I applaud her frankness and her willingness to provide hard numbers to back up what most people who pay attention to the business side of things suspected or knew about publishing with Harlequin. It was great to see the bottom line of the number of books sold and the actual amount earned over various titles, and to see what the average royalty rate is (after sifting through all the various rates for different formats and different sales channels and different foreign markets.) I also applaud her right to make this decision and own it.
But what bothered me about some of the reaction out there in writer-land were the: "this is another example of publishers ripping us off!" comments.
Um. No. Harlequin isn't ripping authors off.
They aren't violating their contracts (like some publishers have), or failing to pay what they agreed to pay (like some publishers have)... They paid her what she was due according to the contract she signed.
To suggest that publishers are taking advantage of authors, infantilizes us. I don't know about you, but I consider myself a grown up. Immature, sure, but a grown up capable of making my own decisions.
Authors who sign contracts aren't (usually) idiots. They aren't being bamboozled. Yes, as that post illustrated, if that particular author had sold the same quantity of books on her own, or with just about any publisher, she would have made more money. BUT the big question is... Would she have sold that same volume of those particular books with anyone besides Harlequin?
It's kind of moot for her, because the self-publishing option wasn't viable when she published the books in question, so perhaps it's more interesting/relevant to wonder: if you're an aspiring author today, who's written a category-style romance, and you're trying to decide what to do, would you do better self-publishing or publishing with Harlequin? (Let's assume you've written a book strong enough that Harlequin wants to publish it and you're weighing the to-sign-or-not-to-sign question.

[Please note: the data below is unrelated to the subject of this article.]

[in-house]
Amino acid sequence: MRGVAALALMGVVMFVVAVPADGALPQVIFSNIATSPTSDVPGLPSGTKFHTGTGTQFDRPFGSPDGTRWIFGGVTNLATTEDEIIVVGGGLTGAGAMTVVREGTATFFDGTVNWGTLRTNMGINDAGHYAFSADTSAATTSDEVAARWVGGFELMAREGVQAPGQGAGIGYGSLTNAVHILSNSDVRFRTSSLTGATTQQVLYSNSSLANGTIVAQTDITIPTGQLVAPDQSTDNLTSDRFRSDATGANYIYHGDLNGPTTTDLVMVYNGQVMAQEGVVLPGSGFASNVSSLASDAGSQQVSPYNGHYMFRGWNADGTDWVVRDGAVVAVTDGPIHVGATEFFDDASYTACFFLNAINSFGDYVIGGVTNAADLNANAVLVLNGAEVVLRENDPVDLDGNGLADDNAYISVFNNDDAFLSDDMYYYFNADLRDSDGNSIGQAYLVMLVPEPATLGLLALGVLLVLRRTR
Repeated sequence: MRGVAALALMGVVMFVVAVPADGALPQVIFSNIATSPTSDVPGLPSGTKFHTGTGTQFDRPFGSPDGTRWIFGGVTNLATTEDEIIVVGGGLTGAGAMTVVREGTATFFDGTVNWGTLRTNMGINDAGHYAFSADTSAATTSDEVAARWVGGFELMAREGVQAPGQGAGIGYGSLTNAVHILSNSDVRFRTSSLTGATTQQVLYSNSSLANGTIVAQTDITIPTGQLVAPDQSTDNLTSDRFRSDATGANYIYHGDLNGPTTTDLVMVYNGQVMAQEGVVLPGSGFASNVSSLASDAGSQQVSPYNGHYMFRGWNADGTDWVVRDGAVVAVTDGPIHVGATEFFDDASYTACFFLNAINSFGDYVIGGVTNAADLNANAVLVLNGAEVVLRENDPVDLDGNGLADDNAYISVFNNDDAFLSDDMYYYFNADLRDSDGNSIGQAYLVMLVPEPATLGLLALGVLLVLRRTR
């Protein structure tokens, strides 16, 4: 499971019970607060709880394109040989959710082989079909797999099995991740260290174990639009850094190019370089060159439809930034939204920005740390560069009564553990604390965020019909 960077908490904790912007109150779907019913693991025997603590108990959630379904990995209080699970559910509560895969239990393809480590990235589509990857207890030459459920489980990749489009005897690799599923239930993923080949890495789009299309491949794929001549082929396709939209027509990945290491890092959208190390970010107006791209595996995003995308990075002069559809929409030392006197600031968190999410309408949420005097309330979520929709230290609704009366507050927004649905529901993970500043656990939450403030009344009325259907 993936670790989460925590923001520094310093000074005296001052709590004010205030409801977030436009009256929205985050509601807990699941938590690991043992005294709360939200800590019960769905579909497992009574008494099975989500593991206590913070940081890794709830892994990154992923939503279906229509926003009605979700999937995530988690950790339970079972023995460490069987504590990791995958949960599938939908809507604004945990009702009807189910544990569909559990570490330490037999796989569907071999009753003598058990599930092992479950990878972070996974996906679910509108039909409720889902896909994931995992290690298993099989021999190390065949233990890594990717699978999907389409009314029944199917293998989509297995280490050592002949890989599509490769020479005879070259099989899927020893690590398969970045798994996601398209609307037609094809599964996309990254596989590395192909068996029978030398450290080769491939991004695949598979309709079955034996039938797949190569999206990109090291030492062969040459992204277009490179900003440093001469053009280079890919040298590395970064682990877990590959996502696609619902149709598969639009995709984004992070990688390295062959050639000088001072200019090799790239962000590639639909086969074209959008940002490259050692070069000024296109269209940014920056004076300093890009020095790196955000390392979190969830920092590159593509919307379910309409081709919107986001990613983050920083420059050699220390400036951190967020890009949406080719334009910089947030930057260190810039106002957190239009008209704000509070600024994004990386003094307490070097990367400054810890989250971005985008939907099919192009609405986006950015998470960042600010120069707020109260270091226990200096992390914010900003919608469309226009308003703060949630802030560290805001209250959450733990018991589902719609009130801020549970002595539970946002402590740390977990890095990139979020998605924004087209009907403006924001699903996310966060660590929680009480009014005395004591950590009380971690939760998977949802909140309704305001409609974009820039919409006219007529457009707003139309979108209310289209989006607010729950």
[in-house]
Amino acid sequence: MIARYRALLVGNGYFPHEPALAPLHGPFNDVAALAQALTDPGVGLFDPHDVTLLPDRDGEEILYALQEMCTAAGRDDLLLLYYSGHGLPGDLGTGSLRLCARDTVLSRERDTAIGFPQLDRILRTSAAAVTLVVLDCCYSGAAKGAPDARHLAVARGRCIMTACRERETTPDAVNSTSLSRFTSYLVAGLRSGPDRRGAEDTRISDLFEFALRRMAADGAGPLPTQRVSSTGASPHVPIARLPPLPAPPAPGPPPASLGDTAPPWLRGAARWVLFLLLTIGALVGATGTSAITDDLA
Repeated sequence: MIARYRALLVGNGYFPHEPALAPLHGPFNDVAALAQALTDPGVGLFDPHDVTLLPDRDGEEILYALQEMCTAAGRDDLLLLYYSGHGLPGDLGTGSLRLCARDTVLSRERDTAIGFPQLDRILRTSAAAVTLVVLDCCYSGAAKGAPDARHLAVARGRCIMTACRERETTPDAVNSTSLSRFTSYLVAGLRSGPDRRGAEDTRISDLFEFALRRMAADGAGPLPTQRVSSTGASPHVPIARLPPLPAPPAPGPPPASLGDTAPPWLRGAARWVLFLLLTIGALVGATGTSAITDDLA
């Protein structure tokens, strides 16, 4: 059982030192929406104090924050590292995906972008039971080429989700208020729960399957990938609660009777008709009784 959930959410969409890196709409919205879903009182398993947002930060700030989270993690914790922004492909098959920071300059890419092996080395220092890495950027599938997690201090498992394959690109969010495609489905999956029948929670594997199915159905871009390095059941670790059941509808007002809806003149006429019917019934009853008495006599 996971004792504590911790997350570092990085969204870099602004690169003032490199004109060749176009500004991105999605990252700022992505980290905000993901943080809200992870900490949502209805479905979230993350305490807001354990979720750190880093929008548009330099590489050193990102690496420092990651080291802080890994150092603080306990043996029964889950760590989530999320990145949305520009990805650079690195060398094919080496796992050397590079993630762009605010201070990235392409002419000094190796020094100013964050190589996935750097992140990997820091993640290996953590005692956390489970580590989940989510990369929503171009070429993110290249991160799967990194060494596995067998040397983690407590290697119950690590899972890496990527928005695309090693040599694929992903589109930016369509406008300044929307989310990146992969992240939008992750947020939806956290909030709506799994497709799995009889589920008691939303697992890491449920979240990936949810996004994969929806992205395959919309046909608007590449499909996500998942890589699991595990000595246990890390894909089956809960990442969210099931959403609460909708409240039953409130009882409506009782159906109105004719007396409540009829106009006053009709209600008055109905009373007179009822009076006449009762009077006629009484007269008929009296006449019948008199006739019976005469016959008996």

Only the crystal ball knows with certainty how things would turn out (and mine's in the shop), but especially for an unknown author who's written a short-format romance novel--a market that Harlequin virtually owns, owns globally--one would have to consider at least two major questions:
- Can I compete with Harlequin and sell as many copies of my book as they could and get it translated into as many languages and into as many markets?
- Would I rather make more money per book, or reach a wider audience?
In my mind, by publishing with Harlequin, you give up revenue per book sold in order to: a) get the wide distribution (that's enough for some people), and b) gain name recognition to possibly launch yourself elsewhere at some point in the future.
We all make bets. None of us can predict the future or guarantee how many copies of any title will sell. But the point I started out this post planning to make is ;) whatever you decide to do in publishing: own your freaking decisions. If you're published by Harlequin, or whoever, and not making a huge amount per copy, don't let the pundits talk about you as if you're a child who was taken advantage of by your publisher.
And don't be that child.
Read your contracts before you sign. Learn about the industry. Think things through. Know yourself (your strengths/weaknesses and how much time and money you're willing to spend on marketing/promotion) and then decide how you want to be published. Weigh the pros and cons of all the options as best you can with the information available right now.
Then, if the world changes tomorrow and you regret a contract you signed?--and at the pace at which the industry is changing right now, it's hard to believe we won't all sign a few contracts we'll later regret--then don't whine. At least not publicly. Instead, whine to your friends (within reason) and drink beer (without reason).